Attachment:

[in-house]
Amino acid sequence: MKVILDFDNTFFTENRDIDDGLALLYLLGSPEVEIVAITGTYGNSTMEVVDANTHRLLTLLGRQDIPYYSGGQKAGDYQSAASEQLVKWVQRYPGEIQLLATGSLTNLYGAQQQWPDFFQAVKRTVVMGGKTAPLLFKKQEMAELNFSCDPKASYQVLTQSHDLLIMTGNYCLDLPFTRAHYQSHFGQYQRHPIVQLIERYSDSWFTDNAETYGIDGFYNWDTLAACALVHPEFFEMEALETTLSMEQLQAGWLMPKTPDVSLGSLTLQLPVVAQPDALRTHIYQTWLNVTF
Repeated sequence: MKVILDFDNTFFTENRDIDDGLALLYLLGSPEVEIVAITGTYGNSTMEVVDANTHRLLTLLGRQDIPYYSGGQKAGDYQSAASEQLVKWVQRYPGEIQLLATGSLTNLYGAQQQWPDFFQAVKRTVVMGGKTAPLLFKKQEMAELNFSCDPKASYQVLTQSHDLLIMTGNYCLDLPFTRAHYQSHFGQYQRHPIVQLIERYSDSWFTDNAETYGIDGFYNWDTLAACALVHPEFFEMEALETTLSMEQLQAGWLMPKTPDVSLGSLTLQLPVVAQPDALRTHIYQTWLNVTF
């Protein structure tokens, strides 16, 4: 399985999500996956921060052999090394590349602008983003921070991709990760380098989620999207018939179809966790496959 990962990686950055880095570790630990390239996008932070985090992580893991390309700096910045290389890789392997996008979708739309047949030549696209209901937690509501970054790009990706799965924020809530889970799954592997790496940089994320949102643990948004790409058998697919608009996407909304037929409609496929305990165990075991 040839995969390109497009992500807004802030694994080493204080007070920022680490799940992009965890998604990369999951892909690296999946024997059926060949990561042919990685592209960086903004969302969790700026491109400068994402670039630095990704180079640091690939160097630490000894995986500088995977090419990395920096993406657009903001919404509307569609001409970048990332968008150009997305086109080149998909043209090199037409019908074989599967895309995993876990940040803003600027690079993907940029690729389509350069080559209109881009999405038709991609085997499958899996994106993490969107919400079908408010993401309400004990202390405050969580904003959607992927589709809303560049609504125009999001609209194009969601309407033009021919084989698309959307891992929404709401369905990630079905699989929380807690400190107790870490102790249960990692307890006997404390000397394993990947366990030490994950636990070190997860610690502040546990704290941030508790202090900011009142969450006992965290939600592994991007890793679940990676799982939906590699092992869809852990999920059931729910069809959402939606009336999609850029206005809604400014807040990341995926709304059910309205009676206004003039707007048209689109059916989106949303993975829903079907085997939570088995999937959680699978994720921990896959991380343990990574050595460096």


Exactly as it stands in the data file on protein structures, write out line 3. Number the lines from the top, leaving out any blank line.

Repeated sequence: MKVILDFDNTFFTENRDIDDGLALLYLLGSPEVEIVAITGTYGNSTMEVVDANTHRLLTLLGRQDIPYYSGGQKAGDYQSAASEQLVKWVQRYPGEIQLLATGSLTNLYGAQQQWPDFFQAVKRTVVMGGKTAPLLFKKQEMAELNFSCDPKASYQVLTQSHDLLIMTGNYCLDLPFTRAHYQSHFGQYQRHPIVQLIERYSDSWFTDNAETYGIDGFYNWDTLAACALVHPEFFEMEALETTLSMEQLQAGWLMPKTPDVSLGSLTLQLPVVAQPDALRTHIYQTWLNVTF